What to Know
- NJ's Supreme Court just threw out nearly 800,000 municipal cases as part of an effort to clean up the clogged system
- The cases that were tossed out are for minor offenses, like parking and traffic violations
- Warrants for more serious offenses such as DUI, disorderly persons and indictable crimes remain in effect
More than three-quarters of a million old municipal warrants for minor offenses, including parking and traffic violations, have been dismissed by New Jersey's Supreme Court.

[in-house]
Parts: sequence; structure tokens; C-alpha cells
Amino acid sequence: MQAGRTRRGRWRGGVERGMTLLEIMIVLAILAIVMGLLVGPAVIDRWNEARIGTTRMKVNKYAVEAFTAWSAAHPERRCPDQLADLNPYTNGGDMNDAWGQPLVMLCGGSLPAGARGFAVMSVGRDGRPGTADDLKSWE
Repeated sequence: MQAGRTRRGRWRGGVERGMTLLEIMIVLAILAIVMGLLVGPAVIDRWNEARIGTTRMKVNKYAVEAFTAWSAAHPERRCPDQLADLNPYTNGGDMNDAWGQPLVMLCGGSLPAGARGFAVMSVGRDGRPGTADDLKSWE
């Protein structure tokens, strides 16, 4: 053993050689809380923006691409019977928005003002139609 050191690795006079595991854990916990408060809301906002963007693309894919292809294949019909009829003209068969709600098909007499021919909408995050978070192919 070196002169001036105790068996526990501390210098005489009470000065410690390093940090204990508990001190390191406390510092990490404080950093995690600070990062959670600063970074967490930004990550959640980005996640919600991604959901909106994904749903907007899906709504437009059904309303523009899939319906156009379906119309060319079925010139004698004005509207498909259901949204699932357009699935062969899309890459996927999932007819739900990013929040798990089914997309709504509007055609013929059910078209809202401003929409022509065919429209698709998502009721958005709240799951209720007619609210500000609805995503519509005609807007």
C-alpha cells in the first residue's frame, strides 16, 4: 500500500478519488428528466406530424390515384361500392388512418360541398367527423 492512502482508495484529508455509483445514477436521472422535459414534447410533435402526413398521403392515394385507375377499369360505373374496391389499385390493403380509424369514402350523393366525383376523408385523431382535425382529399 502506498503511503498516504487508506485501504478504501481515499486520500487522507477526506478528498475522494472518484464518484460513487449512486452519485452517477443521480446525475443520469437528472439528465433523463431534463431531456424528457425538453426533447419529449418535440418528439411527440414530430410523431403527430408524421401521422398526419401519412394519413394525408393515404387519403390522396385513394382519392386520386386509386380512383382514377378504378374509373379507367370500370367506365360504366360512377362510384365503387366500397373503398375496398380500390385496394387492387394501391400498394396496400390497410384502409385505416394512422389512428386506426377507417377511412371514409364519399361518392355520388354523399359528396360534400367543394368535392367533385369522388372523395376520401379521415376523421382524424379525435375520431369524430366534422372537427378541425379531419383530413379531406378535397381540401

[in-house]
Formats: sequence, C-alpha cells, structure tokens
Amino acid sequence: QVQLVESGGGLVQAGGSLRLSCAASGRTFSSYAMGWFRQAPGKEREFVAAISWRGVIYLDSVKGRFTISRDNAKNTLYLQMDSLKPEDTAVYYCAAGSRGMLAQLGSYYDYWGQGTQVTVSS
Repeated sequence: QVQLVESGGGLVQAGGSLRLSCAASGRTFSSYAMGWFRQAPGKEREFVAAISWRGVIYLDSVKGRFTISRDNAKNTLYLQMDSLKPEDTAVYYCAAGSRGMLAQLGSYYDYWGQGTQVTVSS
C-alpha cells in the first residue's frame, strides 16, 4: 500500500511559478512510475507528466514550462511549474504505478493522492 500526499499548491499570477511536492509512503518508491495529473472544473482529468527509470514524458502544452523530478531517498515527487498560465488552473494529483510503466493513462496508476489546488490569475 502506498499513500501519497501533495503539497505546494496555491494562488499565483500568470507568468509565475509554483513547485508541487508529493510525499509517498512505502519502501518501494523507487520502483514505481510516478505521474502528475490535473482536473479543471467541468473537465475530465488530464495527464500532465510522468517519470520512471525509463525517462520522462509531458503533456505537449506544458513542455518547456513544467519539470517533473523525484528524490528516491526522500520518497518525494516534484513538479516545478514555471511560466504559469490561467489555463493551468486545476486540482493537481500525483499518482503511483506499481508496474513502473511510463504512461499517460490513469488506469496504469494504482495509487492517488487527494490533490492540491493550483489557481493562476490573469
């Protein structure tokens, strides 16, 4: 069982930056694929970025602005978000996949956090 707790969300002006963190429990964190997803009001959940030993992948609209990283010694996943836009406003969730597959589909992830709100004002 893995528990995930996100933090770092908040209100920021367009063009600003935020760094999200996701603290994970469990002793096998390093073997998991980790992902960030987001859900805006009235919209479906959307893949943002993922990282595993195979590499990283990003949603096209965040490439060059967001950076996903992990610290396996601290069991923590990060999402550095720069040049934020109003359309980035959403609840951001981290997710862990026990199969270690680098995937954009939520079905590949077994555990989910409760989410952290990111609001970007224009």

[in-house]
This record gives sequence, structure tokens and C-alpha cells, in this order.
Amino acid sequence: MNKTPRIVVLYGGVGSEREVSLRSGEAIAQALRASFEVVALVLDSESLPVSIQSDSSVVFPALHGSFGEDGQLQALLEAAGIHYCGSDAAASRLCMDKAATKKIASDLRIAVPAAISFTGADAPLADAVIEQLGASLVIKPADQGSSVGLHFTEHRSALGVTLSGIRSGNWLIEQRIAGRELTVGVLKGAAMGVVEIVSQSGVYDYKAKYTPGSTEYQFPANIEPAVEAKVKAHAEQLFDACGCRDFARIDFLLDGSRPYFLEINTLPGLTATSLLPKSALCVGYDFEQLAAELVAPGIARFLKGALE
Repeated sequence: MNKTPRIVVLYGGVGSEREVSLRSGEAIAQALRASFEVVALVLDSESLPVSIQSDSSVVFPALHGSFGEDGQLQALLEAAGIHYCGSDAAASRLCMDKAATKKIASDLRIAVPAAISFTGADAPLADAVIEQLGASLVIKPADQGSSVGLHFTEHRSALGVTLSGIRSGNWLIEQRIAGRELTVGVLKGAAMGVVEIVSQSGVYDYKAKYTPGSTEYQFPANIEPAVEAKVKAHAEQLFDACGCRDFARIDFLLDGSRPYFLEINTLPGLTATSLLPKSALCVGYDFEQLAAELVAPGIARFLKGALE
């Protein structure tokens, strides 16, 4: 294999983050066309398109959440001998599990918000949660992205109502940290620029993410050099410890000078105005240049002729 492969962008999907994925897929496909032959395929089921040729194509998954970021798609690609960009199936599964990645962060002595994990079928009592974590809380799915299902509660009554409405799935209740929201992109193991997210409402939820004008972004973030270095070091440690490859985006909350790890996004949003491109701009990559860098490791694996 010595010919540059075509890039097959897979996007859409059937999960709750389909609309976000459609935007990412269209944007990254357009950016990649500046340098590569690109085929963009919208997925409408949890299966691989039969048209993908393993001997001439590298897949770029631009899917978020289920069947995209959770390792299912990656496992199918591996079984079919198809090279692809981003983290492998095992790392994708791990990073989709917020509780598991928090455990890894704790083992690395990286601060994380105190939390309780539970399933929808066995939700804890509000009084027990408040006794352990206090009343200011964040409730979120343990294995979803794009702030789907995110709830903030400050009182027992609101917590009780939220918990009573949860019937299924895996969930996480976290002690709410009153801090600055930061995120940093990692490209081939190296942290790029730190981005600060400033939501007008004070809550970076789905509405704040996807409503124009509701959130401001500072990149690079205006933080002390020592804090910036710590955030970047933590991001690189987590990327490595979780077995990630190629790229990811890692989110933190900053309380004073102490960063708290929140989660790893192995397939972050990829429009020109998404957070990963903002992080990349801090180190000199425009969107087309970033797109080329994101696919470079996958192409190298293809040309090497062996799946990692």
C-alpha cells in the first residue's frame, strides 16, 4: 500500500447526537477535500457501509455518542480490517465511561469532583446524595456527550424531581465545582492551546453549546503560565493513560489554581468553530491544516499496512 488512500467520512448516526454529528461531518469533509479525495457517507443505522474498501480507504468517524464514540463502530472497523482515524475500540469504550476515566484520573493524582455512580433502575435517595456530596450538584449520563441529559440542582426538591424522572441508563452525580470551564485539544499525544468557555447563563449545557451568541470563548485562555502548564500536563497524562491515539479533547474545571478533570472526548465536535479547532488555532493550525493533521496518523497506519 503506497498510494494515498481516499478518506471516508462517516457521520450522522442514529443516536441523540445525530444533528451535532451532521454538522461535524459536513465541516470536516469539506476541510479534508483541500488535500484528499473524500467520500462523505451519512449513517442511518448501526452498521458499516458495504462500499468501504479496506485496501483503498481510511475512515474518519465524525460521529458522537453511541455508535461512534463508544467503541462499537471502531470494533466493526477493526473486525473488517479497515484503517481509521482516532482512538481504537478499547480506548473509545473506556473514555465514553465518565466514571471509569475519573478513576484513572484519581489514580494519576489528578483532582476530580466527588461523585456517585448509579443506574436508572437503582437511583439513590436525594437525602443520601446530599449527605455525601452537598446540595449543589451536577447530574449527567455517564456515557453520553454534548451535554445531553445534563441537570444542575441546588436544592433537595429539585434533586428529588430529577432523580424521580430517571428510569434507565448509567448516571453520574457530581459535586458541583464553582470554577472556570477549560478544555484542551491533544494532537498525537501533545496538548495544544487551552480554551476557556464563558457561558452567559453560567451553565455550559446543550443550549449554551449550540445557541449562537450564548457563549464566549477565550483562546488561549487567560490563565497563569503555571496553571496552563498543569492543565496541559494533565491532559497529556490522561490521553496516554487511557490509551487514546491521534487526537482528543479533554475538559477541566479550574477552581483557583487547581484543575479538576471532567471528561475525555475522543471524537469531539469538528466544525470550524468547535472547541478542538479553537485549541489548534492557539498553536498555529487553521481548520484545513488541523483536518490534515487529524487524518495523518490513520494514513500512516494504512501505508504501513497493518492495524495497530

The order effective Thursday follows a panel's recommendation to toss the warrants for the sake of fairness and efficiency. It's part of the Supreme Court's overall review of municipal court operations.
The warrants date back 15 years or more. At least one dates back to 1976.
The dismissals affect less-serious matters such as minor motor vehicle offenses, fish and game violations and local ordinance violations.
Warrants for more serious offenses such as DUI, disorderly persons and indictable crimes remain in effect.
Municipal judges consulted on what types of warrants would be eligible for dismissal.